Monday, February 21, 2011

Presidential Election Insults

The history of U.S. elections is one of barb and insult. Those good old days were not quite as gentlemanly as we like to envision them. In fact, they were down right insulting at times. This episode, which aired on Monday, Feb. 14 (I wonder if that was done with no small irony by Kyle for Valentine's Day) showed that well back into the 19th century, there was no love lost between candidates.

I enjoy coming up with these, because once I can get Kyle on a chuckling roll, it's fun to see how much I can get him to crack up. The one that did the trick was this passage, when I'm closing out the 19th century:

I’ll toss in a 20th century bonus --1912 was an absolute fiesta. Sitting president William Howard Taft called the previous president, now third-party candidate Theodore Roosevelt, a “dangerous egotist” and a “demagogue.” TR called his former hand-picked successor a “fathead” with the brain of a “guinea pig” and a “flubdub with a streak of the second rate and the common in him.” Woodrow Wilson labeled TR as “the most dangerous man of the age.” TR returned the favor that Wilson was “a damned presbyterian hypocrite and a Byzantine logothete,” “an infernal skunk in the White House.”

If milk were available, there would have been sinus irrigation.

Now this episode drew some phone calls to the station -- not by angry listeners -- but those who wanted to know what was that book we were using. Bad news here, it's not just one book. Those lovely campaign quotes have been collected over the years from several places.

However, if you want a single volume good starting place, one of my personal favorite authors on the presidents and their unusual proclivities and pronouncements was Paul Boller. The TCU professor had a series of books that ran under "Presidential . . . " -- Presidential Anecdotes and Presidential Campaigns have a lot of these in them.

And if you liked this episode, the same day we taped an "evergreen" on the end of civility in politics in general that will air sometime later this spring. It is full of many of the one-liners about politicians -- not from campaigns, per se, but opinions offered during the course of working together -- that were used on the @Were_History Twitter feed with the hashtag of #TheySaidIt during the end of January and the first of February.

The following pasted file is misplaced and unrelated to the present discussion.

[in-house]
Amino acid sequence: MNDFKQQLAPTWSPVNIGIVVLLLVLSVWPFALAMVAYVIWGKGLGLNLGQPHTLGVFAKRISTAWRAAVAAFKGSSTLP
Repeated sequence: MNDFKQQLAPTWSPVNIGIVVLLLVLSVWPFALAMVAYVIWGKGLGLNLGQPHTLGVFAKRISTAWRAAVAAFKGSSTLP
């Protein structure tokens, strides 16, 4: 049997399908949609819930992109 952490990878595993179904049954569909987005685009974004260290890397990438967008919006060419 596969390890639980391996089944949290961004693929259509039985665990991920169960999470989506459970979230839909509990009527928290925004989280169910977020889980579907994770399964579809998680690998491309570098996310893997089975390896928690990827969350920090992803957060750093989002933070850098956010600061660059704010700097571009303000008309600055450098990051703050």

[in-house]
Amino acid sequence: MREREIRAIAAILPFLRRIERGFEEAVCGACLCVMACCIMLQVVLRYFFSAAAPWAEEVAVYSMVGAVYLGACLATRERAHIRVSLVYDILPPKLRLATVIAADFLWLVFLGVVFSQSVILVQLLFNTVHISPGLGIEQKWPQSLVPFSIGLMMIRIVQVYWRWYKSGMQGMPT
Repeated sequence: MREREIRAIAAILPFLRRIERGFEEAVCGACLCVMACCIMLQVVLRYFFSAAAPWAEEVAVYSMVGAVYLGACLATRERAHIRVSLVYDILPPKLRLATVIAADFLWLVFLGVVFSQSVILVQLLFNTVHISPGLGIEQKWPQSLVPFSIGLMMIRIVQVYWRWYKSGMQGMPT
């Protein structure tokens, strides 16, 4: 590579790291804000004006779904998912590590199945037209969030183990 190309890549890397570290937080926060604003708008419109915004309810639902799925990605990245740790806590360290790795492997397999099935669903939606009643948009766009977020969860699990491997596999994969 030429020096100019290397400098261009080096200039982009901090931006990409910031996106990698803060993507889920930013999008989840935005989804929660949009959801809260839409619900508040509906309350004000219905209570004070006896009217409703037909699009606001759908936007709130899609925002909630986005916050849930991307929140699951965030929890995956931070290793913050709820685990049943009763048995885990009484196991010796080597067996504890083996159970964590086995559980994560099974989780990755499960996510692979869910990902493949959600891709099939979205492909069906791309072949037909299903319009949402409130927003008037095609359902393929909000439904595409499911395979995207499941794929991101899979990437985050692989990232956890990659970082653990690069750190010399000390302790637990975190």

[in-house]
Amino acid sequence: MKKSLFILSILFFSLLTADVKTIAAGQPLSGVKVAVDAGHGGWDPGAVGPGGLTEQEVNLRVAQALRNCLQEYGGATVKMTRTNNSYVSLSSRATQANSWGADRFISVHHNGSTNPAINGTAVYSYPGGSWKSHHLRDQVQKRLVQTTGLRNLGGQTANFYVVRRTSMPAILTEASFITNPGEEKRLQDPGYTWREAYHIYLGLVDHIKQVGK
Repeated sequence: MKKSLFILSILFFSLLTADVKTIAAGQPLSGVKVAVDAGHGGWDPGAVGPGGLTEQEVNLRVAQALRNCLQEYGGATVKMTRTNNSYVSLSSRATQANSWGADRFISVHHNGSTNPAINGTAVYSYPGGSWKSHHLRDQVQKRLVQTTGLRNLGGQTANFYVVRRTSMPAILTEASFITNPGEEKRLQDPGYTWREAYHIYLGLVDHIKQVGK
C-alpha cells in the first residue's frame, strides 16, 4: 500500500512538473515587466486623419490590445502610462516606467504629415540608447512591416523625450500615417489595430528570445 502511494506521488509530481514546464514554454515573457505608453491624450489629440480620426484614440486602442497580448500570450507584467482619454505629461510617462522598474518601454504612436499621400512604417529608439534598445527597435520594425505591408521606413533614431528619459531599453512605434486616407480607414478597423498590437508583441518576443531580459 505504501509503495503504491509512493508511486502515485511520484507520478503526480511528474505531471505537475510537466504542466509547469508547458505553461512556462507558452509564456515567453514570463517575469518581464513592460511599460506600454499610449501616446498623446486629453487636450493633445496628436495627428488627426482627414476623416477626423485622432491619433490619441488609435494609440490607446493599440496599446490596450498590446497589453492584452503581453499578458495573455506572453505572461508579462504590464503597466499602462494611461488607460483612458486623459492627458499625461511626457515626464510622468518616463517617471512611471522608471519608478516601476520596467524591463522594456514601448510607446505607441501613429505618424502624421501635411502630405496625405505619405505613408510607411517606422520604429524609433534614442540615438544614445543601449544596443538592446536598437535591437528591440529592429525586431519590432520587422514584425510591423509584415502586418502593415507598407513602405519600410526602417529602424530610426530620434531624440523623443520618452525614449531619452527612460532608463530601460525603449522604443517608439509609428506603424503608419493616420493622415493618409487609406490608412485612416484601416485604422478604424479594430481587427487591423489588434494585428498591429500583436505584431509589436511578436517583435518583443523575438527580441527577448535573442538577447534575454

Saturday, February 5, 2011

Are you getting the tweets?

Following on with longer posts here about the individual segments, we've begun sending out some of our favorite quotes -- some that can be on public airways and some that are, well, a little blue -- from the historical past.

They are going out from our @Were_History twitter feed with the hash tag of #theysaidit. It includes some whoppers. To keep up with this quote a day series over the next couple of weeks, and to get regular updates, be sure to subscribe.

Also, don't forget our Facebook page either.

Thursday, February 3, 2011

Presidential Press Secretaries

While snow may have delayed it for a day, the latest edition of We're History is available now on-line. It aired on Wednesday, Feb. 2 -- a Ground Hog Day special of sorts as this was a bit of a retread of one of our episodes from the 2008 season.

This script had some of the elements of the episode we did when George Bush's press secretary Scott McClellan came out with his book, accusing his superiors of making him lie for the president.

The recently departed Robert Gibbs did not have a similar moment, and in the course of getting this episode out some of the comments on Gibbs were cut for time. We do review the two great schools -- former journalists and advisers/PR types/friends of the president. Gibbs certainly was more of the adviser-friend to Obama.

The new press secretary swings back toward the former journalist pro with Jay Carney. We saw that within Bush's world -- Tony Snow as the famous journalist who left and was replaced by McClellan, then Dana Perino.

McClellan does give me the chance to bring back up the great story of Gerald Ford's one-month spokesman in Jerald terHorst. terHorst resigned when he felt Ford and the White House mislead him, famously saying:

I cannot in good conscious support your decision to pardon former President Nixon

You can read the whole thing with this image from WikiPedia.

As for Gibbs, he leaves us with a great quote for the social media age. In speaking of what needs to happen when dealing with real-time or social media:

The best way to fight rumor is with fact. If you don't fight rumor, it becomes truth.

And of course, no remembrance of PR types is complete without two Ron Ziegler quotes:

This is the operative statement. All other statements are inoperative.


If my answers sound confusing, I think they are confusing because the questions are confusing and the situation is confusing.